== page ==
EBRD and EU help Kyrgyz small childcare business become more competitive

By Altynai Nanaeva

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As any mother of small children will know, everyone who is ready to take care of them deserves praise – babysitters, paediatricians and teachers alike. Communicating with children requires great love and dedication, and Olesya Sakeeva certainly belongs to this special group of people. She manages Mayak, a children’s camp located by Lake Issyk-Kul, one of the most beautiful resort areas in the Kyrgyz Republic.

Olesya considers Mayak camp to be her life’s work. She was only 16 years old when she started what became her career in the family-owned business. “My parents started our family business almost 30 years ago. My mother planted all the nice flowers and fruit trees here. Nowadays, we manage the camp together with my younger sister Irina, and our children also work in different capacities. We hope that my 18-year-old daughter will also join us as a chef this season as she is completing a cookery course in college,” she says.

The camp generally runs from May to September and receives more than 2,000 school-aged children per season. Olesya adopts a stance of inclusive education in her business and enrols children with special needs every season, with costs mostly covered by the camp. This is a very positive initiative, which enables children to interact with each other, develop loyalty and learn to care about each other’s needs.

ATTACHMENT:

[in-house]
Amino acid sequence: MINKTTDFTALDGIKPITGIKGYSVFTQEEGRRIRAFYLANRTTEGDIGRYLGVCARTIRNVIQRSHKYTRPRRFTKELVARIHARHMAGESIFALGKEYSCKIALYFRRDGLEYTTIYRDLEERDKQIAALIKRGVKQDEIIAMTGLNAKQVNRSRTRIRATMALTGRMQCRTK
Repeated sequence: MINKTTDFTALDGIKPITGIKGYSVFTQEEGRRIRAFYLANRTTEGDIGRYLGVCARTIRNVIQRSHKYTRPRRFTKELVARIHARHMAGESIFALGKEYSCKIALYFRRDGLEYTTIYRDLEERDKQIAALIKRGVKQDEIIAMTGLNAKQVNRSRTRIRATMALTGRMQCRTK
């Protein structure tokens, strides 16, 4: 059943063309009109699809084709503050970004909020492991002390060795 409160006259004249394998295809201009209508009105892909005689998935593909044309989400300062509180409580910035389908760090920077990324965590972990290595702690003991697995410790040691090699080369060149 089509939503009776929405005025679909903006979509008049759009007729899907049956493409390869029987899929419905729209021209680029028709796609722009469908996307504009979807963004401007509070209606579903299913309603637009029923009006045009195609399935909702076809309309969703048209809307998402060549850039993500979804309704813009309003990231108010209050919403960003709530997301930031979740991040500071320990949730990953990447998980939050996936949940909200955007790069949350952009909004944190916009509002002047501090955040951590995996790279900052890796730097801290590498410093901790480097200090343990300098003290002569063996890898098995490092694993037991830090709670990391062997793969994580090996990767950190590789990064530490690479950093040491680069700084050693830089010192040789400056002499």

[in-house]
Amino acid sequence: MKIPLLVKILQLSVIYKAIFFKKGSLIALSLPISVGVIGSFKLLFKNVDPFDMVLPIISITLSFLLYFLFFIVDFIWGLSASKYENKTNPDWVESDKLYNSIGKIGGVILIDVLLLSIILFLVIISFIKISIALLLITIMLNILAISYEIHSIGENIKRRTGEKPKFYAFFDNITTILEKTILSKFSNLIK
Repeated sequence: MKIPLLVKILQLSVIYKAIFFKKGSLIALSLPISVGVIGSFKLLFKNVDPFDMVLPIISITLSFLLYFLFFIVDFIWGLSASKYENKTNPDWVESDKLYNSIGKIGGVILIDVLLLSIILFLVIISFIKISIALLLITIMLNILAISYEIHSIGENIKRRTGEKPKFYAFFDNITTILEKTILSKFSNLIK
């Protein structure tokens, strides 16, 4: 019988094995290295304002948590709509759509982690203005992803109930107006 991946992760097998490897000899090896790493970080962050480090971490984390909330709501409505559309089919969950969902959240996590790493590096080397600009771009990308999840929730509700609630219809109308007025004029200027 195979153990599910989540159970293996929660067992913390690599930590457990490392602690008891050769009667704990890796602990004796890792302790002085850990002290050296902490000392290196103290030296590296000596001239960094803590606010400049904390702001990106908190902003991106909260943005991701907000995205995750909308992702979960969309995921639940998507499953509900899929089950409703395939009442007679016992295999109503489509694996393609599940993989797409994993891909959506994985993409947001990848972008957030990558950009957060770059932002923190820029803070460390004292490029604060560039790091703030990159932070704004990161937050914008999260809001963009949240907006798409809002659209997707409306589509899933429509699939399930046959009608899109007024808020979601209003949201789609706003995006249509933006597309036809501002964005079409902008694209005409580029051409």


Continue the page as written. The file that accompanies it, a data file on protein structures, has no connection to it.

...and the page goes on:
A long-term co-operation

Mayak has a long history of co-operation with the EBRD, since 2005 when Olesya’s team first benefited from a consultancy service on implementing a management information service (MIS) with support from the Advice for Small Businesses programme funded by the European Union. The accounting system operates successfully to this day. The next chapter started in 2019, right before the coronavirus pandemic drastically changed all our lives.

According to Olesya, the camp relied mostly on various labour unions to attract new clients, thus limiting the scope for new opportunities and pricing package tours at below market value. She therefore decided that the company needed to increase its client base through direct sales. To achieve this, Olesya and her team reached out again to the EBRD.

An infusion of strategy

A team of consultants conducted analysis of the market and the company’s sales processes and developed new packages which include additional children’s activities such as rock climbing, robotics and dancing. They also helped to outsource the providers of these activities and concluded contracts for the upcoming summer season. Additionally, Olesya and her team received consultation on how to improve the company’s online booking systems, and developed a new marketing strategy for social media and the website.

Together with the consultants, Olesya prepared a list of more than 460 potential clients and created a mailing list. The joint work attracted new clients, including “Shoro”, the biggest producer of traditional beverages in the country. The ongoing pandemic does not allow the camp to operate at full capacity; however, Olesya and her family are very optimistic about the future and are planning to re-open Mayak’s doors fully by spring 2022.

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